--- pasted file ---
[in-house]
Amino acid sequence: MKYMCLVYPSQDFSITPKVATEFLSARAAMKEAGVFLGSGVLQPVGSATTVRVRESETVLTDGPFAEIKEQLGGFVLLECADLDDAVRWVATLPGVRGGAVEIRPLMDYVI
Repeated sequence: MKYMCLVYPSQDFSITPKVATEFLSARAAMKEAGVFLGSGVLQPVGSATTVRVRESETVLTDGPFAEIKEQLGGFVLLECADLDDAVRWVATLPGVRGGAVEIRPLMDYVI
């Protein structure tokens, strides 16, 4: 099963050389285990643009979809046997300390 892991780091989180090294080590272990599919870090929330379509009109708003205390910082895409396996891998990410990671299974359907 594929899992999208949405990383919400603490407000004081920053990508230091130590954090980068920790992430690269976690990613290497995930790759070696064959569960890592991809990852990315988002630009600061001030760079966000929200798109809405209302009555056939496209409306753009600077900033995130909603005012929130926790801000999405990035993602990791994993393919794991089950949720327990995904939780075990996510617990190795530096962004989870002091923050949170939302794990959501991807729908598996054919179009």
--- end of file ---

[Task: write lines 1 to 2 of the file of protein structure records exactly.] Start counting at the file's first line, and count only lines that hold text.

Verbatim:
[in-house]
Amino acid sequence: MKYMCLVYPSQDFSITPKVATEFLSARAAMKEAGVFLGSGVLQPVGSATTVRVRESETVLTDGPFAEIKEQLGGFVLLECADLDDAVRWVATLPGVRGGAVEIRPLMDYVI